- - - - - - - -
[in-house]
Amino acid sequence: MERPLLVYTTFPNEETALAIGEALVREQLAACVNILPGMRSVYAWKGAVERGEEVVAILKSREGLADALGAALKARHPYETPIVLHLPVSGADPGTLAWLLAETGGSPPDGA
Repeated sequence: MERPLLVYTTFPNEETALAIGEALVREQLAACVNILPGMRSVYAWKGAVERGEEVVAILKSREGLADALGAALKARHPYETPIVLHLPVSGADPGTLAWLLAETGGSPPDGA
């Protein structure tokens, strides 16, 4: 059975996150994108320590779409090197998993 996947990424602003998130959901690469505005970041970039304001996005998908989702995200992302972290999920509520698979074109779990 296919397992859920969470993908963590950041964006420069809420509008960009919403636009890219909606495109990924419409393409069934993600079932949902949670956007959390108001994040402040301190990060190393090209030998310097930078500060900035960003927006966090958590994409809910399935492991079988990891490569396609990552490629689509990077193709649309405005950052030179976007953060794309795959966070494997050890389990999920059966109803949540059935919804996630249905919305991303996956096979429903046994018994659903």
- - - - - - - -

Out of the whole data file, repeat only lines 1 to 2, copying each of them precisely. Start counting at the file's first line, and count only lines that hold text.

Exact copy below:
[in-house]
Amino acid sequence: MERPLLVYTTFPNEETALAIGEALVREQLAACVNILPGMRSVYAWKGAVERGEEVVAILKSREGLADALGAALKARHPYETPIVLHLPVSGADPGTLAWLLAETGGSPPDGA